How are the top 15 construction companies using social media?

Read our 2015 update of this post here.

One of the top questions when embarking on a social media marketing strategy is “Where are my prospects and customers hanging out?”. I originally wanted to focus on very niche markets, pick a handful of companies and analyse their profiles in order to then report on how they are embracing and utilising social media channels to enhance brand perception, improve customer service, educate and engage with the rest of the construction market.

I then found a very useful bit of data ‘Top 100 construction companies 2009’ published on The Construction Index website. What a great idea to analyse their presence on social media channels I thought! After all, these companies have turnover that runs into millions and in some cases billions so it would be worthwhile to check out how they are approaching and embracing social media as part of their marketing mix.

Firstly, I didn’t analyse all 100 construction companies, I just picked the top 15 (It would take too long to do all 100) and viewed their profiles on Twitter, LinkedIn and Facebook. I also then went on to study their websites to see if they had social media links on their homepages, analytics installed (as you know I love analytics) and finally an RSS feed or e-mail feed.

Analysis:

Twitter – Do they have a presence? Are they Tweeting? Are they engaging? I based engagement on the ratio of outgoing tweets to incoming (mentions) tweets.

LinkedIn – Do they have a company profile? Have they setup any groups?

Facebook – Do they have a fan/like page? How many fans/likes do they have?

Website Links – Do the websites have clear visible links to their social media profiles?

Analytics – Do they have the ability to measure the success of their marketing intiatives and their social media activities?

Outbound Feeds – Do they include RSS or E-Mail feeds for people to subscribe to?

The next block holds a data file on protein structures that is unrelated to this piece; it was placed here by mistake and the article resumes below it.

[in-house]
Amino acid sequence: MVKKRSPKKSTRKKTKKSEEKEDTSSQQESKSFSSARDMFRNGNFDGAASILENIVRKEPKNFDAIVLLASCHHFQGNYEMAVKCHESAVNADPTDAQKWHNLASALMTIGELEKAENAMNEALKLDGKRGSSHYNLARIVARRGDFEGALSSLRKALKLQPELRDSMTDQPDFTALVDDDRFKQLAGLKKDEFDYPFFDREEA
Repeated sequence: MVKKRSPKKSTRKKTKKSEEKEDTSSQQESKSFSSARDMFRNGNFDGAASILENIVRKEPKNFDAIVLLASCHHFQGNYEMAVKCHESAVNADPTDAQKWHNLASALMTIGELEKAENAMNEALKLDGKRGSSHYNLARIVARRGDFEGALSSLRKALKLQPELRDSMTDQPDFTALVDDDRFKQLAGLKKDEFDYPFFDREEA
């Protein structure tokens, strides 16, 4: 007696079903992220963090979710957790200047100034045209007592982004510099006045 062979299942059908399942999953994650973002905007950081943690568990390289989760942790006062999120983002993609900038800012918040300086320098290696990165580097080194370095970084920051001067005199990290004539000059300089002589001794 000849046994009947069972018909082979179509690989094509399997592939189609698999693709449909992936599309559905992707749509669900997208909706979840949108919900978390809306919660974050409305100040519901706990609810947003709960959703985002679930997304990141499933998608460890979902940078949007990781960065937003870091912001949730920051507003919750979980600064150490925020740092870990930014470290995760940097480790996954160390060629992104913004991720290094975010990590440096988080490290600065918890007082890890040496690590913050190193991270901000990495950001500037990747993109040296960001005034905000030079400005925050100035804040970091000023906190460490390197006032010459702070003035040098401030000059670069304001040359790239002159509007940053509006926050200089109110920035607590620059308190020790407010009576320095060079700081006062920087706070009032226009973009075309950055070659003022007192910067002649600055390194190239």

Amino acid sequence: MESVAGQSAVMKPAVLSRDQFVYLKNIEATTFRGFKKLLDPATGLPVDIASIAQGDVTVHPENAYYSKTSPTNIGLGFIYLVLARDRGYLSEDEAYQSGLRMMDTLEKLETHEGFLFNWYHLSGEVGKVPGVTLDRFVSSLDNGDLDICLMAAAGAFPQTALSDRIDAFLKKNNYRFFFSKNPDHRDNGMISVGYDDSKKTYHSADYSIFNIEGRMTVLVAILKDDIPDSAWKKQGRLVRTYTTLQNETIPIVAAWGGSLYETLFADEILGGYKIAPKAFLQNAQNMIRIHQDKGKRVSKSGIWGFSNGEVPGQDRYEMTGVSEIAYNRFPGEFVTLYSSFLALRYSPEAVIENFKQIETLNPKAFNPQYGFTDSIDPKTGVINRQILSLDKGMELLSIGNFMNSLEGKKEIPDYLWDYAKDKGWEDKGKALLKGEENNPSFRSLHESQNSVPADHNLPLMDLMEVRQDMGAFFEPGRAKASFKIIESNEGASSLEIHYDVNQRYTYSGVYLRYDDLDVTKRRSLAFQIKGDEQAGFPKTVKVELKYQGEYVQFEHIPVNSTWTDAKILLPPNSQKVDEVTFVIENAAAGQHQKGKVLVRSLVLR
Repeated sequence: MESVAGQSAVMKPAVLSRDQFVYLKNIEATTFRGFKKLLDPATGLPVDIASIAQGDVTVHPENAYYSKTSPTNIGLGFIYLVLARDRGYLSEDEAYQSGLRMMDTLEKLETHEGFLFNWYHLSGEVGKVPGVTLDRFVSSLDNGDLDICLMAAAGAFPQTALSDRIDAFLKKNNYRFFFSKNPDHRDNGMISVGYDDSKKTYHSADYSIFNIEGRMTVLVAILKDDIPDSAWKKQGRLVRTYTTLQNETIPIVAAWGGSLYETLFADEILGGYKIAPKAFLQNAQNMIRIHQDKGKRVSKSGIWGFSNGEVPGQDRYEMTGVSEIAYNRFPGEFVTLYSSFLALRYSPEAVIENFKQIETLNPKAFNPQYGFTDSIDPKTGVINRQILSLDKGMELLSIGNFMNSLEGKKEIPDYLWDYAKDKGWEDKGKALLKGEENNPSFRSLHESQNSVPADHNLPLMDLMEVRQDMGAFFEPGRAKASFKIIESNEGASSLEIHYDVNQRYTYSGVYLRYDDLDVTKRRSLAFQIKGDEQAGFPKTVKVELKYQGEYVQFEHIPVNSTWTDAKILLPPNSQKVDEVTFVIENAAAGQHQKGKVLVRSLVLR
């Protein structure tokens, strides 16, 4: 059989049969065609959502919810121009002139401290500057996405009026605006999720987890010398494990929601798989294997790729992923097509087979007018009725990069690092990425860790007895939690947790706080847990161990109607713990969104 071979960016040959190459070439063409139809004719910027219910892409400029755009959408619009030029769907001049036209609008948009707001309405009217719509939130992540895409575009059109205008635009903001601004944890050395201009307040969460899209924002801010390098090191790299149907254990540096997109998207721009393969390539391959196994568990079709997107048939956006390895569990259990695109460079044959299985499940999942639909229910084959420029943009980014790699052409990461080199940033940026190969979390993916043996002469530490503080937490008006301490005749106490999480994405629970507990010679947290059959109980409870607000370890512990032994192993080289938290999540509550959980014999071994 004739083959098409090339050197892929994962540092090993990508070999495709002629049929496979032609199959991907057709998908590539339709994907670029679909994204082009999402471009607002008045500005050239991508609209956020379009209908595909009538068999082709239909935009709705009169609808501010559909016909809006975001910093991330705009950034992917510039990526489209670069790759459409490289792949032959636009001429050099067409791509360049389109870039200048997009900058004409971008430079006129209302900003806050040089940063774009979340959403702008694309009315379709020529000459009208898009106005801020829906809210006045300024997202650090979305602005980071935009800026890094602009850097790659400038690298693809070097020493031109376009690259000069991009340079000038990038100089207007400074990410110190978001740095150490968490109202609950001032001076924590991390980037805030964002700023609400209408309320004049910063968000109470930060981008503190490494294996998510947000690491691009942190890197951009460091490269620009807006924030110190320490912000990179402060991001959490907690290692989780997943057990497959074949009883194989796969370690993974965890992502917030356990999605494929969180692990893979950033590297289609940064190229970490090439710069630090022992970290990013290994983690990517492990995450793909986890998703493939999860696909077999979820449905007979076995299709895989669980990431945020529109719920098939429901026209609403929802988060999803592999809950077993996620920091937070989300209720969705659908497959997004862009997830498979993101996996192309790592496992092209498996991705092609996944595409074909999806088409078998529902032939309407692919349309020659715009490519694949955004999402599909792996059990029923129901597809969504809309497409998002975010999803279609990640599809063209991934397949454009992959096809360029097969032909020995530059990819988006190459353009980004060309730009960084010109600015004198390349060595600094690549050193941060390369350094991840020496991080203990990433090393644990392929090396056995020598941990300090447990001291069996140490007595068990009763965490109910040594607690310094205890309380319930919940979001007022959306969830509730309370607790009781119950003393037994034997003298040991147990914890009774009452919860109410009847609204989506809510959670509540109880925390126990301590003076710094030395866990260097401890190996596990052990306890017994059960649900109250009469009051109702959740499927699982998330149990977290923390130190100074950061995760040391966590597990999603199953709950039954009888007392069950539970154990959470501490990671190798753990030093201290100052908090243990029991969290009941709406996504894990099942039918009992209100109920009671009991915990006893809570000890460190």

Findings (presented in table at the end):

7 out of 15 top construction companies are on Twitter
3 out of the 7 on Twitter are actually Tweeting
None of the top 15 construction companies are engaging with followers
12 out of 15 top construction companies have a LinkedIn company page
6 out of the 12 on LinkedIn have set up groups to join
14 out of 15 top construction companies have a presence on Facebook
3 out of the 14 on Facebook have more than 10 fans/like.
2 out of 15 companies have placed links on their company websites to a social media profile
1 out of the top construction 15 companies has no presence on Twitter, LinkedIn or Facebook (not that I could find anyway)

Twitter Analysis:

Out of the top 15 construction companies based on turnover in 2009 only 7 are present on Twitter, of which 4 have of those companies have only registered the Twitter ID and nothing more. The other 3 companies (Amey UK, Skanska UK and Mitie) are using Twitter to only broadcast news and cannot see any form of engagement with their followers. An example is the recent tweet by Skanska UK informing followers that they came 2nd in the Sunday Times Best Green Companies 2010 awards. I replied back to the tweet asking if they knew when the results would be published to which I got no reply. It is important to note that Bovis Lend Lease are using Twitter for internal communications only and have protected their tweets which shows another way of using Twitter for communications. Sometimes, it is best to get communications correct on the inside before targeting the outside. It also gives all employees a chance to get used to the Twitter platform and work their way around should they ever utilise Twitter for inbound marketing.